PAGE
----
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  • Writer's pictureSheri McGuinn

Tracking Your Time

Updated: Dec 15, 2020

Unless you’re writing just for yourself, writing is not just writing. There are a host of other activities that use your time as well, especially if you’re self-publishing. I got to a point where I felt like I wasn’t actually writing nearly enough, so I designed a spreadsheet to monitor my writing and writing-related activities.

This has had two benefits.

It’s gotten me into the habit of keeping my daily planner at hand and marking the time actually spent on an activity as I finish and go on to something else. This is keeping me accountable. It’s made me see how my time is actually used each day and what I’ve accomplished each week.

Most weeks, I’m spending about twenty hours writing and revising work. That includes blogs and promotional work as well as my books, scripts, and short stories because the promo work needs the same skills and attention to be effective. At first, I was going to separate new writing from revisions, but realistically, writing is re-writing and it’s more important to polish a work thoroughly than to rush on to the next.

I’m also spending about twenty hours each week on critique groups—the actual meetings and pre-reading others’ work. I currently work with several groups, three of which require pre-reading material. The time pre-reading other people’s work is my payment for the critique they give me. Even if I make enough to hire an editor, I’ll probably continue participating in critique groups because the multiple points of view provide rich feedback in the developmental stage and I learn from reading and participating in the critique of their work as well.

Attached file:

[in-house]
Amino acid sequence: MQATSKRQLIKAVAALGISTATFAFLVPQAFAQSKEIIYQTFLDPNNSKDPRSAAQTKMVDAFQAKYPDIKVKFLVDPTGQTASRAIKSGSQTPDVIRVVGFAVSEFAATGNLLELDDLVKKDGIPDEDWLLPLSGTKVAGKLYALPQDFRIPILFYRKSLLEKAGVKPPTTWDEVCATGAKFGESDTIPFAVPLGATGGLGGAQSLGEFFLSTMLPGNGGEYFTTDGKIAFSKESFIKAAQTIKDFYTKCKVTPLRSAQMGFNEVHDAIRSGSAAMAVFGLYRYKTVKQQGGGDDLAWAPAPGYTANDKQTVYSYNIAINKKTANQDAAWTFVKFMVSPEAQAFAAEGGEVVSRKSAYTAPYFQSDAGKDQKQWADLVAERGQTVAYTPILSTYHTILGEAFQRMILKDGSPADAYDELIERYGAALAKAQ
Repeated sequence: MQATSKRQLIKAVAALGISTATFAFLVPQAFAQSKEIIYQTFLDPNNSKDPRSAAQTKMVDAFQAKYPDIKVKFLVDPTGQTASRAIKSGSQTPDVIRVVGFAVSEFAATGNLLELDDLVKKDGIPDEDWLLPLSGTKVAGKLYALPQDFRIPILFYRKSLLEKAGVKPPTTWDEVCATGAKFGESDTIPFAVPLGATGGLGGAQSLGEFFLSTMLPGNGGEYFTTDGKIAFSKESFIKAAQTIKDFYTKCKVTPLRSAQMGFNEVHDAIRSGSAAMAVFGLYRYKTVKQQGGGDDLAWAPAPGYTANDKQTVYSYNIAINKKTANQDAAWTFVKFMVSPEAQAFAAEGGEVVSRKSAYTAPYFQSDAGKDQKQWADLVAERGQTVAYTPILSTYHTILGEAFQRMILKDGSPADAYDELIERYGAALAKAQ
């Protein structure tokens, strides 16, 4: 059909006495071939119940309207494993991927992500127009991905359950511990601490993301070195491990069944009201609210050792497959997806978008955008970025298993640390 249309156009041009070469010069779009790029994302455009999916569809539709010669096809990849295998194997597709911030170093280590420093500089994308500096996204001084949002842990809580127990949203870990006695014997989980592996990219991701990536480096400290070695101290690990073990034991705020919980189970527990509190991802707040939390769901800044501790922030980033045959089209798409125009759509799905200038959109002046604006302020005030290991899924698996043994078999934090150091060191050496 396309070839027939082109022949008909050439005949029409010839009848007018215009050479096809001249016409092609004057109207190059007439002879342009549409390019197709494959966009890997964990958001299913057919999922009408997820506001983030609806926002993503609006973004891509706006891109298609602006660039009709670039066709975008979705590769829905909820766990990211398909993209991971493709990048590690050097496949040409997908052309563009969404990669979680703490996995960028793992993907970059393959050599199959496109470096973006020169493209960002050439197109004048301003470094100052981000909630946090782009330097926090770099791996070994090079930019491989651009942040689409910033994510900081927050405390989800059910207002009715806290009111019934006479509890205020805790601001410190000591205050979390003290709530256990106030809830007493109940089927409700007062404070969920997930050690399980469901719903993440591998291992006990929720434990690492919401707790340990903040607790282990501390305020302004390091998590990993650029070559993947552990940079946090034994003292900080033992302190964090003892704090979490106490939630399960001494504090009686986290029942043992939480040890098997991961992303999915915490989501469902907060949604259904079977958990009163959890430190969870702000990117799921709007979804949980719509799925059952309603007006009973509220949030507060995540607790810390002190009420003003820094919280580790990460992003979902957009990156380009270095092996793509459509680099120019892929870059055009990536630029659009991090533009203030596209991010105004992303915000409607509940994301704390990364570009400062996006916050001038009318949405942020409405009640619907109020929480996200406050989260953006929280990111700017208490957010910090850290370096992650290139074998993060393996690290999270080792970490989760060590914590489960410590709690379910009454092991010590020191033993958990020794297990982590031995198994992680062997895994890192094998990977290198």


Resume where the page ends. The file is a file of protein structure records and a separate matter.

Finally, I spend up to twenty hours a week on research, routine business (website maintenance, emails, etc.), new business (queries, submissions, etc.), general networking (writer’s meetings, conferences, workshops, etc.), and assorted other activities related to publishing and marketing. I’d like to cut back on this and will, when I can afford to hire competent people to do parts of it.

Yes, that adds up to sixty hours a week. Do I do this every week? No. After two or three weeks hitting that mark, I’ll have a couple slow weeks. However, even when I feel like I’m being lazy, I find I’m doing writing-related activities about forty hours a week. I’m planning to take some “vacation” time over the holidays and it’ll be interesting to see how much time is still spent on writing activities.

I’d like to make a living from my writing, so it’s only reasonable to work as much at writing as I used to as a teacher who did prep and paperwork evenings and weekends.

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